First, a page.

How Jews Are Fighting for Racial Justice

T’ruah’s public message for Martin Luther King Day 2020:

Dear Supporter,

As people around the country remember Dr. Martin Luther King, Jr., we at T’ruah are honoring him by preparing for our next delegation to Montgomery, Alabama. One week from today, we will be visiting the National Memorial for Peace and Justice and the Legacy Museum with 50 rabbis and Jewish communal leaders to learn about how the legacy of slavery continues to reverberate through every part of our society and to spark concerted action against racism.

In preparing for this trip, I have been deeply struck by something I learned from April Baskin, Racial Justice Director at the Jewish Social Justice Roundtable. “Racism teaches white people to be numb,” she told me, as a way of perpetuating itself. If we white people truly felt the devastation caused by racism, we would be incapable of participating in the system.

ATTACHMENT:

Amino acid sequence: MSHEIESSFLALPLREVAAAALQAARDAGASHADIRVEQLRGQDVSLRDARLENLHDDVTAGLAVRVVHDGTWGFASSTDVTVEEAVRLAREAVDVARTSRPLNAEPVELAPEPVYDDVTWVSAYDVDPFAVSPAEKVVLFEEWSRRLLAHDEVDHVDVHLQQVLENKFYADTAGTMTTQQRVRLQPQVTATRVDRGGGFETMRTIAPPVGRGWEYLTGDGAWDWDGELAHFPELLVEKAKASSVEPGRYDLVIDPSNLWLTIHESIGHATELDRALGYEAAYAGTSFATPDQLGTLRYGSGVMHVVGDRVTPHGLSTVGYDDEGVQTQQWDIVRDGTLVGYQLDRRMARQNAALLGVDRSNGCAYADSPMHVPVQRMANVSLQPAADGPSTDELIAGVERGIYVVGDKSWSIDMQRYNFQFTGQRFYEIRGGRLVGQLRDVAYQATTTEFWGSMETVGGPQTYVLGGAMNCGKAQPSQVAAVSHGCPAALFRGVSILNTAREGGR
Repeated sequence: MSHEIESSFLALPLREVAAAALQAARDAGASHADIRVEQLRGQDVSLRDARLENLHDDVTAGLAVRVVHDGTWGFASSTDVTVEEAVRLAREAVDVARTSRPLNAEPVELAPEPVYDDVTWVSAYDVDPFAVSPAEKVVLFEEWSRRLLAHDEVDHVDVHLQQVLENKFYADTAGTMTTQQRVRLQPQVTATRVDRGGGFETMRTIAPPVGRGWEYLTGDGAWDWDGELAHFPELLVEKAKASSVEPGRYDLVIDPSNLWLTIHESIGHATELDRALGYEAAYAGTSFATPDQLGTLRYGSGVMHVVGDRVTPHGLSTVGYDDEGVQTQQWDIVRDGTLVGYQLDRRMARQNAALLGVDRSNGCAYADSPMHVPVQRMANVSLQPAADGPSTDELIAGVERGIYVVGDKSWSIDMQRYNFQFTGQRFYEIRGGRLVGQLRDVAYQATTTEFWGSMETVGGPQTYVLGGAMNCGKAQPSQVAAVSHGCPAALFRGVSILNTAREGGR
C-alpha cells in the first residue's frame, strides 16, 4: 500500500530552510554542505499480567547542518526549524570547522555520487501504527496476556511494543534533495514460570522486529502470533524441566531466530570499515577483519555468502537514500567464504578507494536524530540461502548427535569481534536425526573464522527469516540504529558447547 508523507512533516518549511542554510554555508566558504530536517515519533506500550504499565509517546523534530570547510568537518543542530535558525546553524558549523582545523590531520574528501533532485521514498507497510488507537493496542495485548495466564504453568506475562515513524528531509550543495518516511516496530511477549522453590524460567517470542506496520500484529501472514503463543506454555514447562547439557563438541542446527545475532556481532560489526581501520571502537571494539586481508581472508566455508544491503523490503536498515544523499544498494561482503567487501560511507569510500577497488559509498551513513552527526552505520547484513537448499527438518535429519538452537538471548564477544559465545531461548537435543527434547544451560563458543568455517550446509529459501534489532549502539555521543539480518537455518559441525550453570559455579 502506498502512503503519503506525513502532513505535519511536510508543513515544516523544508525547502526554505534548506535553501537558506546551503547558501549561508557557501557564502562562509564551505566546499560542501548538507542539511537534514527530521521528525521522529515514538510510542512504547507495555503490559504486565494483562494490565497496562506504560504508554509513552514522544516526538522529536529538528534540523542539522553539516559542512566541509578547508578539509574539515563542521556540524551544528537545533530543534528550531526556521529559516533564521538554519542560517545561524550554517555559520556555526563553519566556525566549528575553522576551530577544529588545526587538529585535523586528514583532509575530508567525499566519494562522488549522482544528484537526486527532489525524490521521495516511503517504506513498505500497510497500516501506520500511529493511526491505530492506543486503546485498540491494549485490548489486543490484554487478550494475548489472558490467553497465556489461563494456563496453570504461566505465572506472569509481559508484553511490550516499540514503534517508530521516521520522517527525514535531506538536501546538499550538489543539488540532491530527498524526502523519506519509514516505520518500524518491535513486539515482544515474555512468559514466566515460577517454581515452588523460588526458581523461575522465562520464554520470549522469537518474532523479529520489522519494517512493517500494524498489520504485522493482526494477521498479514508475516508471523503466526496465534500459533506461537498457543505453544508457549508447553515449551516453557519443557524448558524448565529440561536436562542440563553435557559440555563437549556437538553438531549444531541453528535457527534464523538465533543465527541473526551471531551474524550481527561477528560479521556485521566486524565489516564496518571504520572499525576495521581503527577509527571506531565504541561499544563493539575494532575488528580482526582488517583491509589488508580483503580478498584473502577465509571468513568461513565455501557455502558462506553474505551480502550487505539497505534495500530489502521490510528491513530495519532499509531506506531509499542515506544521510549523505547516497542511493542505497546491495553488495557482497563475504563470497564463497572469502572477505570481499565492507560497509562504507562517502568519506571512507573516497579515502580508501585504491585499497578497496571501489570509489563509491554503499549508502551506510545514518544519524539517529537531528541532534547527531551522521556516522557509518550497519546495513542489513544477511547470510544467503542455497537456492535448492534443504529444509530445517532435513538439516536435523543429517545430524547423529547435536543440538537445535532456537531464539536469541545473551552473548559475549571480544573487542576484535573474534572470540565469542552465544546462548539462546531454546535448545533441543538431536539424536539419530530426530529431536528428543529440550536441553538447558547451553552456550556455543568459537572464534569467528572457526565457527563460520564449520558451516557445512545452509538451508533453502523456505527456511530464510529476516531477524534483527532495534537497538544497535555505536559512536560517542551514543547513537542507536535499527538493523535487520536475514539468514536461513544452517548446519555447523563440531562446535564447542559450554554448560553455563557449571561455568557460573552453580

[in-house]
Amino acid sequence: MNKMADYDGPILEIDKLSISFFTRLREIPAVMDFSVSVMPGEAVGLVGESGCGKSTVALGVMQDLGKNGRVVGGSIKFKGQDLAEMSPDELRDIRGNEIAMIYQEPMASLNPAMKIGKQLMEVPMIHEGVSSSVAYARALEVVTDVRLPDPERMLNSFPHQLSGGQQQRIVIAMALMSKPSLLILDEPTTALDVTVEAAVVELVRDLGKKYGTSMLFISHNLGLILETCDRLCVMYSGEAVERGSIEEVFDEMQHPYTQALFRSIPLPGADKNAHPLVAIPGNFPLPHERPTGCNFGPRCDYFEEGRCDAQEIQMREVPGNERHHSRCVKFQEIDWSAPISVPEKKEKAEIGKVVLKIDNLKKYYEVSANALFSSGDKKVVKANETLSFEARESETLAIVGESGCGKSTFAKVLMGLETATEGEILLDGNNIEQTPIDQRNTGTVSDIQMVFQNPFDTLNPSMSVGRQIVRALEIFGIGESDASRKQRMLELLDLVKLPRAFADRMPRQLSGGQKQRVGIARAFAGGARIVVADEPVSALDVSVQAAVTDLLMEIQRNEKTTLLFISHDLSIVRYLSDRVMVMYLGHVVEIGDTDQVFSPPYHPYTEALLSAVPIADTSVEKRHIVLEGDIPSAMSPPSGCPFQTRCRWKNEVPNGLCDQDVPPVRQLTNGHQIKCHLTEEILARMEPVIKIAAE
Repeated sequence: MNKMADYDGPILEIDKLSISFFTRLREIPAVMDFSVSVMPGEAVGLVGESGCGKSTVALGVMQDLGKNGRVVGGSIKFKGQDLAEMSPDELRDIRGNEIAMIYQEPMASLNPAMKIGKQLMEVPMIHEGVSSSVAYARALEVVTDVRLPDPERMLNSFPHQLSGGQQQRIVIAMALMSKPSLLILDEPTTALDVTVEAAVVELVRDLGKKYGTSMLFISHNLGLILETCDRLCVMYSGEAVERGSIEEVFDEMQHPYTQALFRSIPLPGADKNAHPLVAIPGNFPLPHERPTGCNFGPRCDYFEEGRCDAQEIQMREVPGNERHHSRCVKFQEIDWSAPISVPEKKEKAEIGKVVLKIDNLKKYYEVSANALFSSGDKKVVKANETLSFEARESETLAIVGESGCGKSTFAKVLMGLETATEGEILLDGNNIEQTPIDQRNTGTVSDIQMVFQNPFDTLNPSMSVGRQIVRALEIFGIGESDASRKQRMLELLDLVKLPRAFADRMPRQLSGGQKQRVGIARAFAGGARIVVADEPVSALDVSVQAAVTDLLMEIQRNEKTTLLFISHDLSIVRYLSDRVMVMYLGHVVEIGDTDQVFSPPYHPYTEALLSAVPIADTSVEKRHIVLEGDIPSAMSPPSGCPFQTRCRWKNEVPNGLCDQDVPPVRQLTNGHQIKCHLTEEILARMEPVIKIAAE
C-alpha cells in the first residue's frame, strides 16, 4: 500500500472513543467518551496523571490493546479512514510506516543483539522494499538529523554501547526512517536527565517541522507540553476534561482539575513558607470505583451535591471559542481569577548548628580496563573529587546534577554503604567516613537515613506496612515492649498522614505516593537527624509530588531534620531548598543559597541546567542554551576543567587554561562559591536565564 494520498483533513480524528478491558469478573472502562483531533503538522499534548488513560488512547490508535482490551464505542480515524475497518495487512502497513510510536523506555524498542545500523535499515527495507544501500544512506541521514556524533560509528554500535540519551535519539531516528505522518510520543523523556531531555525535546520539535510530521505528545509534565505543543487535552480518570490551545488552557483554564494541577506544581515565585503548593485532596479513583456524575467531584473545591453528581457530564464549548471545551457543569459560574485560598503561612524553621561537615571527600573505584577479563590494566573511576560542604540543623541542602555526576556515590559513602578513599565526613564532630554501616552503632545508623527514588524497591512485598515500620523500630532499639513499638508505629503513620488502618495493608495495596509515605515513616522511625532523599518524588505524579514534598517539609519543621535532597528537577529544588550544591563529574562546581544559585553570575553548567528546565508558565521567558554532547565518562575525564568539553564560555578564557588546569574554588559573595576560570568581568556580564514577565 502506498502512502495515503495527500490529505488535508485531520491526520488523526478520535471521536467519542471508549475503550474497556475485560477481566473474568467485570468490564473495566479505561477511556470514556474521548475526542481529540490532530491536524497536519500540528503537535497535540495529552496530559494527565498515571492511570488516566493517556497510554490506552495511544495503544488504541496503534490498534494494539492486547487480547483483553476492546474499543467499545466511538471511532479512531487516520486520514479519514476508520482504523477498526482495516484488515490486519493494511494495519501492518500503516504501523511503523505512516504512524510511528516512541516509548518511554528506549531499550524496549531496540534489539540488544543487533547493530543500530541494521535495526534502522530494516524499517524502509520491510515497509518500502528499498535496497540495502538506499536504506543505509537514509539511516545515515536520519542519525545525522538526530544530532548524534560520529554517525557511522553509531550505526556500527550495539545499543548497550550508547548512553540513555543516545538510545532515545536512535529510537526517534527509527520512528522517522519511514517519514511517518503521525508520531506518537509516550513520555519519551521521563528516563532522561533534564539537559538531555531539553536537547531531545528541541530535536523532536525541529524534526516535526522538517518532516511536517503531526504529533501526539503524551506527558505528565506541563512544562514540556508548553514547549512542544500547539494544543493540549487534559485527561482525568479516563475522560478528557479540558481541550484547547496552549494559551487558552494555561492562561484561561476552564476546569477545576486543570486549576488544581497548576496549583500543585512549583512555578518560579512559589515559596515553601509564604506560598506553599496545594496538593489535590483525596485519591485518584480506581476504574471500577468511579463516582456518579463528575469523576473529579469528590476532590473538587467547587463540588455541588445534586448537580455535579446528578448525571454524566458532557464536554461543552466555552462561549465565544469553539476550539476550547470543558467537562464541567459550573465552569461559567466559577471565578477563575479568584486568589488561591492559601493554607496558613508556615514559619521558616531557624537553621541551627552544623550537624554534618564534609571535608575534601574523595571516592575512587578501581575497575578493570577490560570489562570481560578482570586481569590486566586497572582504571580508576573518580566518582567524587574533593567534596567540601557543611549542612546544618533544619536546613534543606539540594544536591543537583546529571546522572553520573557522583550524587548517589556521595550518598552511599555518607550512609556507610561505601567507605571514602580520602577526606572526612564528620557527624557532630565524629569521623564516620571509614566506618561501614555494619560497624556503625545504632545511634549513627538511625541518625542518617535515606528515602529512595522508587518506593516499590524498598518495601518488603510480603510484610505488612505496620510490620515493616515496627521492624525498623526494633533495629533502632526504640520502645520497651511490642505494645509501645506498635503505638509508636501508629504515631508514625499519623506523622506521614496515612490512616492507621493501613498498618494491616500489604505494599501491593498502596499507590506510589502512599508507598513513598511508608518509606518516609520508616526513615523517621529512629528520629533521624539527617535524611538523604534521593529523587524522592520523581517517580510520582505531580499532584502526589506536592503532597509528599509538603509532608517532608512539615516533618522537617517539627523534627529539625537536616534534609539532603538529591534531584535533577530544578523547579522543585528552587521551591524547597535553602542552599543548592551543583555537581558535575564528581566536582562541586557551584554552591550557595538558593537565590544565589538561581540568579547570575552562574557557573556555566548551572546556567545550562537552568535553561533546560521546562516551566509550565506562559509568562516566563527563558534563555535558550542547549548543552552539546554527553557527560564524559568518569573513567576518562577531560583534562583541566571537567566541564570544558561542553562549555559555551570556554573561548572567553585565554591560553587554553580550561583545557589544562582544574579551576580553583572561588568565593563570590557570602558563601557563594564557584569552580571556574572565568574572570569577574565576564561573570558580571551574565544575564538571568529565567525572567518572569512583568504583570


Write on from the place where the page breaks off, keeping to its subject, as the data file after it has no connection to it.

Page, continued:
Explore our anti-racism resources >>

My prayer for this Martin Luther King Jr. Day, and for our delegation next week, is that we resist racism by allowing ourselves to truly feel. That God’s word to the prophet Ezekiel become real for the many white Jews in our communities, myself included:

“I will give you a new heart and put a new spirit into you: I will remove the heart of stone from your body and give you a heart of flesh.” (Ezekiel 36:26)

A heart of flesh bleeds. It feels pain. And it also pumps blood throughout the body, sending forth vitality and energy for growth and transformation. In 2020, may the pain we white Americans feel be the pins and needles of a frozen limb coming back to life.

In solidarity,

Rabbi Lev Meirowitz Nelson
Director of Education

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